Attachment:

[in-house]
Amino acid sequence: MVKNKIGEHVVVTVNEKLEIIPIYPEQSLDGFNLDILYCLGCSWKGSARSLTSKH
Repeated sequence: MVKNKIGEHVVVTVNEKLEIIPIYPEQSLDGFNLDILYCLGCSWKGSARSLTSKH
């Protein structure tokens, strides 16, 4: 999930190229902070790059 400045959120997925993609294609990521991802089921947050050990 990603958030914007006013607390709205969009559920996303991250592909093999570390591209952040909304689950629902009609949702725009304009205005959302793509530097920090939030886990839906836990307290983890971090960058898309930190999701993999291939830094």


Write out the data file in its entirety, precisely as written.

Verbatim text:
[in-house]
Amino acid sequence: MVKNKIGEHVVVTVNEKLEIIPIYPEQSLDGFNLDILYCLGCSWKGSARSLTSKH
Repeated sequence: MVKNKIGEHVVVTVNEKLEIIPIYPEQSLDGFNLDILYCLGCSWKGSARSLTSKH
């Protein structure tokens, strides 16, 4: 999930190229902070790059 400045959120997925993609294609990521991802089921947050050990 990603958030914007006013607390709205969009559920996303991250592909093999570390591209952040909304689950629902009609949702725009304009205005959302793509530097920090939030886990839906836990307290983890971090960058898309930190999701993999291939830094």